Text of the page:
I have been a loyal listener of Prairie Home Companion since you first went on the air in the 1970s. I have always loved listening to the News from Lake Wobegon, the gentle and forgiving and open-eyed way that you described the imperfect and well-meaning individuals from a small town in Minnesota that seems to resemble your own. I listen to the Writer’s Almanac every day. In many ways, your soothing voice and gentle words have followed me all the days of my life. I have dwelt in the house of public radio my whole life long. Your work has been a source of comfort and inspiration to me since I was a small child.

That is why your recent article was particularly dismaying and disappointing to me. I am not angry about what you wrote, Mr. Keillor, just very, very hurt.

In one of your stories, you describe a young man who is a dancer in New York City. In this story, you describe how much easier his life would be if he were desperately attracted to the woman who shared his apartment. But he is not attracted to women. You go on to say, “his life would also have been easier if he were a lawyer.” Like that dancer in New York, I discovered some things about myself that have been very hard for me — and many people — to accept. I am a bisexual woman, and I am a witch. Neither of these things did I choose for myself, anymore than I chose to have blue eyes. These labels do not define me, but they are a part of my identity, just as much as my blue eyes and my love for Prairie Home Companion.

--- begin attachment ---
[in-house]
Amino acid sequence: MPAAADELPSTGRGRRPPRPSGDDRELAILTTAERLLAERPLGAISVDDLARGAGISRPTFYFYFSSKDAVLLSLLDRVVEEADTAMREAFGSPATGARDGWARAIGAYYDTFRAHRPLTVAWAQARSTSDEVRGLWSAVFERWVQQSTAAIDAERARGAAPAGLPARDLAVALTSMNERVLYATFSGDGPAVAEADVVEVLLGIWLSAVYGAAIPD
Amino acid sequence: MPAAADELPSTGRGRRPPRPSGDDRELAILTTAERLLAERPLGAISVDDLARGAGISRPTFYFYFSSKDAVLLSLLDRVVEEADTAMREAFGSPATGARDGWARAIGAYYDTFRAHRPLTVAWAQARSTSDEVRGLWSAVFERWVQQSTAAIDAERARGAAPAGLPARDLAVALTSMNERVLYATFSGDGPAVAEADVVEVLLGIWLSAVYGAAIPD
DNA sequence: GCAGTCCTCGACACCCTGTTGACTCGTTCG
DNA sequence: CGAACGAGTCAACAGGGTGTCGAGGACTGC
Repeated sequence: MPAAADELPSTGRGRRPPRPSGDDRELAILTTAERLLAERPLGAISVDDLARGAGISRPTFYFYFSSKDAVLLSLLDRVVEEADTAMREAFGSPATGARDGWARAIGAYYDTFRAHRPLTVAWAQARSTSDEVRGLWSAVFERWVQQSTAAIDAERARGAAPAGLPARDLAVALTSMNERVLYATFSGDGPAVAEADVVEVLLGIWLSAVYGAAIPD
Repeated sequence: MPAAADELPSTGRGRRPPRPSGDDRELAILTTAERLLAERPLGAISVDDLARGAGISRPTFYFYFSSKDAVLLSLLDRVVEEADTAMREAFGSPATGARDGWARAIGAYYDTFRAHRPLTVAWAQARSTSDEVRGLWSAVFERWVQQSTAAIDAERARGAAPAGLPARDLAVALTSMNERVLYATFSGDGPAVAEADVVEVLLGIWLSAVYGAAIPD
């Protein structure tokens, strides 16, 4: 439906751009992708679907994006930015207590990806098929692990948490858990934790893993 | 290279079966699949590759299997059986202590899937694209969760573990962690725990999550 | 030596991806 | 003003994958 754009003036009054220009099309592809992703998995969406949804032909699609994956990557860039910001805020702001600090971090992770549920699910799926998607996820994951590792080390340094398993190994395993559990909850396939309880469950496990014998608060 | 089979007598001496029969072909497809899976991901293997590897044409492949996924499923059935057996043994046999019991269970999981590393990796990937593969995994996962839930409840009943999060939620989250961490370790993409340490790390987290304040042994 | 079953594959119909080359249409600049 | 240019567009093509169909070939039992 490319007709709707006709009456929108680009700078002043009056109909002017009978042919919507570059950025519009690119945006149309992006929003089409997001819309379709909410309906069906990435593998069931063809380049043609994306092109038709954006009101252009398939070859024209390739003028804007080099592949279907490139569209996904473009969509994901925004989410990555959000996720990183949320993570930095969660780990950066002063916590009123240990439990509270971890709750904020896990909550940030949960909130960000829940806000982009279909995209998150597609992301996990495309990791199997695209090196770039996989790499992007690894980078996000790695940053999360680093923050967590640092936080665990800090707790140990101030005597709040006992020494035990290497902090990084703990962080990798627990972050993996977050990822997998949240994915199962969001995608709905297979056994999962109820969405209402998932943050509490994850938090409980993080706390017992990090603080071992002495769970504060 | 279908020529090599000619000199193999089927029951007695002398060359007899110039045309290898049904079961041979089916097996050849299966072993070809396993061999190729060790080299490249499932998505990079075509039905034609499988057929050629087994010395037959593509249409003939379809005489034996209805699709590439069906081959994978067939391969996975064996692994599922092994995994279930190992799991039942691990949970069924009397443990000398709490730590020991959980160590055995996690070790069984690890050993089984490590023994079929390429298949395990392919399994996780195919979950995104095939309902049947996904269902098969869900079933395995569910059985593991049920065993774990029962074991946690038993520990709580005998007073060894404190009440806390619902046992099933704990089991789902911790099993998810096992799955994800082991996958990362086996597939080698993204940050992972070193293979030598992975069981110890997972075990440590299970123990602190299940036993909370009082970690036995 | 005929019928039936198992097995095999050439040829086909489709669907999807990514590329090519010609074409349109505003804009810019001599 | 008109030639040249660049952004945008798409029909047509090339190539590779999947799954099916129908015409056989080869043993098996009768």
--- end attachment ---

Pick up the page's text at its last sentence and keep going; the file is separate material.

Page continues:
After leaving the Catholic Church of my birth, and after many years of practicing my beliefs in private and seeking a spiritual home, I became a member of First Parish Cambridge. I joined a Unitarian Universalist congregation because it was the only church that would take a witch as a member. I discovered for the first time in my life a vibrant, organized, active community of people with deeply held beliefs that I shared. These beliefs and their creed may be different than yours, but they are beliefs nonetheless. They deserve to be treated with the same respect as those of mainstream Christianity, of Judaism, of Islam.

UUs care passionately about things like social justice, the inherent worth and dignity of all people, the interconnected web of existence, and the free and responsible search for truth and meaning. Do not mistake our aversion to written dogma for wishy-washiness. Wishy-washy people do not work for the survival of Jews in Nazi-occupied Germany. They do not face criminal charges to keep immigrants from dying of thirst in the desert. They do not face violence and death in their own houses of worship.

You accuse us of having no creed. Our seven principles and six sources are even easier to understand than the Apostles’ Creed.